On Hotel Hell, Kitchen Nightmares, and other reality shows, Chef Gordon Ramsay has made a living of telling other people how to run businesses and kitchens that are as successful as his. But is it all a lie? New corporate documents filed by the culinary icon turned reality TV star and obtained exclusively by RadarOnline.com show that his business empire is millions in debt, bleeding cash, and facing several creditors ready to collect.
Directors reports for Kavalake Holdings, the umbrella company for Ramsay’s many business endeavors, and Gordon Ramsay Holdings, a subsidiary that was once the main business entity, reveal just some of the financial difficulties Ramsay and his partners face.
For the fiscal year ending August 31, 2013, Kavalake made a gross profit of $36.5 million (£21,622,000, with current exchange rate taken from Xe.com), with expenses of $45.8 million (£27,120,000) and an operating loss of $9.2 million (£5,458,000). With other expenses added, the loss for the year was more than $10.8 million (£6,417,000).
In addition, the report states, Kavalake had just $7.4 million (£4,380,000) cash at hand and $50.5 million (£29,887,000) of debt due in one year.
A portion of the debts is constituted by a whopping $3.8 million (£2,277,000) in legal and compliance costs, which the company has admitted were related to Ramsay's settlement with Chris Hutcherson, his father-in-law turned legal adversary. The two have tussled in court since 2012 over claims of unfair dismissal and unpaid wages, but Ramsay recently settled.
The situation at the main subsidiary, Gordon Ramsay Holdings Limited, is even more complicated.
Records for the fiscal year ending August 31, 2013 show a gross profit of $11 million (£6,575,597). Administrative expenses, however, were $12.2 million (£7,210,321), with interest and other charges at a loss of nearly $83,000 (£49,151). In total, the company lost roughly $1.2 million (£683,875) that year. The year before, the operating loss was $1.74 million £(1,031,019).
Perhaps more disturbing, the company has $69.6 million (£41,202,582) falling due to creditors within one year, and just $25.7 million (£15,200,975) in on-hand assets (including £92,687 cash, or roughly $166,475 on hand and various stocks). That amount includes $2.6 million (£1,521,692) in bank loans that must be repaid, $1.25 million (£740,964) to trade creditors, $43.5 million (£25,761,763) owed to group undertakings, roughly $36,000 (£21,390) to other associated undertakings, and more.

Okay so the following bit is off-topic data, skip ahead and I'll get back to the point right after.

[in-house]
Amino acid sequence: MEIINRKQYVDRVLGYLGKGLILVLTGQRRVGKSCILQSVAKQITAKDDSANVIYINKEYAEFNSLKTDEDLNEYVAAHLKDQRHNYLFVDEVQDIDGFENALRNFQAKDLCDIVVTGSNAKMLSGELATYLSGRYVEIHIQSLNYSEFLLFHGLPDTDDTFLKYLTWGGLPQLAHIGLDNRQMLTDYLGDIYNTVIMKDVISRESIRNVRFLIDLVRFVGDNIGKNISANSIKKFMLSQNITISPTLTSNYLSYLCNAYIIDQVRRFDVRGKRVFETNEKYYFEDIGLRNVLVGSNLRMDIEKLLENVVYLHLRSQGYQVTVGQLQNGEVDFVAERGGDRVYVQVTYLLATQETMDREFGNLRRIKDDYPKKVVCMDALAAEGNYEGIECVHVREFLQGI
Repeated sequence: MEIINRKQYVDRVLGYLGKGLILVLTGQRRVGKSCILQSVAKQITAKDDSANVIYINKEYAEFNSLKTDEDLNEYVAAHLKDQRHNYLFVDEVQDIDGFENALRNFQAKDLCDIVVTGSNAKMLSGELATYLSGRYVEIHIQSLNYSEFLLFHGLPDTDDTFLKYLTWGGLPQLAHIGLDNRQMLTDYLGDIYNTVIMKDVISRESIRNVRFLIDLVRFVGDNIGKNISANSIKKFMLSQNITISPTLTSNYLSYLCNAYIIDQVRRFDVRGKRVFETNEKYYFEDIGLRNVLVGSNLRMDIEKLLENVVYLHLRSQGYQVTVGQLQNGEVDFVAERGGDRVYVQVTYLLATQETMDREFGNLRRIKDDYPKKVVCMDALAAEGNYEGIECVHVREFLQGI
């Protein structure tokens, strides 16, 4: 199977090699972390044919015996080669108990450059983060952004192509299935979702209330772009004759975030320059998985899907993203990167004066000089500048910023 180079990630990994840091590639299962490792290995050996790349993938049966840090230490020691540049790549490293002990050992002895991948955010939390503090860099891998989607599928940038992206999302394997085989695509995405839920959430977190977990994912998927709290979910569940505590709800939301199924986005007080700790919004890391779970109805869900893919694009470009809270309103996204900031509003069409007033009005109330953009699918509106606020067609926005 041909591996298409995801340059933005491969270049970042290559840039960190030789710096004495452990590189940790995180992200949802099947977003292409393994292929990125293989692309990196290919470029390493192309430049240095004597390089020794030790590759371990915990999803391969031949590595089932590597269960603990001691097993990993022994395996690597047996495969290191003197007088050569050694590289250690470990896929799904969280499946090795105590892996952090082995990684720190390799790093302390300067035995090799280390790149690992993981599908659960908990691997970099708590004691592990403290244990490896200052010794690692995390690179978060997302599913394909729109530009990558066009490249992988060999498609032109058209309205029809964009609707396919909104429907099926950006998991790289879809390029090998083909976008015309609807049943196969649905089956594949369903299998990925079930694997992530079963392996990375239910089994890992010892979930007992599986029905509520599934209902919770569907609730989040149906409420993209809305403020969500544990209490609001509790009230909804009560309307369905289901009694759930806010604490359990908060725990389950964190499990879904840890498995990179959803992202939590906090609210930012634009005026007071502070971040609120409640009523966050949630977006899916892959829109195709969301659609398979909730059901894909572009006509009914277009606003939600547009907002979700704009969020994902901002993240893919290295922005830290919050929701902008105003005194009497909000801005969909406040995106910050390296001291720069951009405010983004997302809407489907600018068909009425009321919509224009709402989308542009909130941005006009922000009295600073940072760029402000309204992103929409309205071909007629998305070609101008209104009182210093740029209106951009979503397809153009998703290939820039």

They also note that this year, the company was forced to spend nearly $2.8 million (£1,634,113) on legal and compliance costs.
The three directors, one of which is Ramsay, all abstained from paying themselves from Gordon Ramsay Holdings in both 2012 and 2013, but the report for Kavalake shows more than $595,834 (£353,000) paid out to the three directors, one of which is Ramsay. Ramsay also has more than $8.4 million (£5,000,000) in personal guarantees sunk into the company.
These documents only relate to Ramsay’s British business. In addition to 12 restaurants in the U.K., he has more than a dozen scattered elsewhere across the globe.
And despite the numbers, auditors seemed optimistic in the reports, noting that while “directors expect the trading environment to remaining sic challenging in the near future … the principal measure used to assess performance is operating profit,” which they found satisfactory, and that the “company has no significant concentrations of credit risk.”
Meanwhile, the Ramsay family continues to expand their business empire: His 12-year-old daughter Tilly just landed her own cooking show.
A rep for Ramsay tells Radar: “This is an inaccurate interpretation of the public filings that were reported widely in the media back in May, and any claim that the company is anywhere near bankruptcy is ludicrous. It is standard for the head of the company to deliver loans to expand the business and ensure experiences remain first class, and the Gordon Ramsay Group continues to deliver a strong performance, with growth year on year."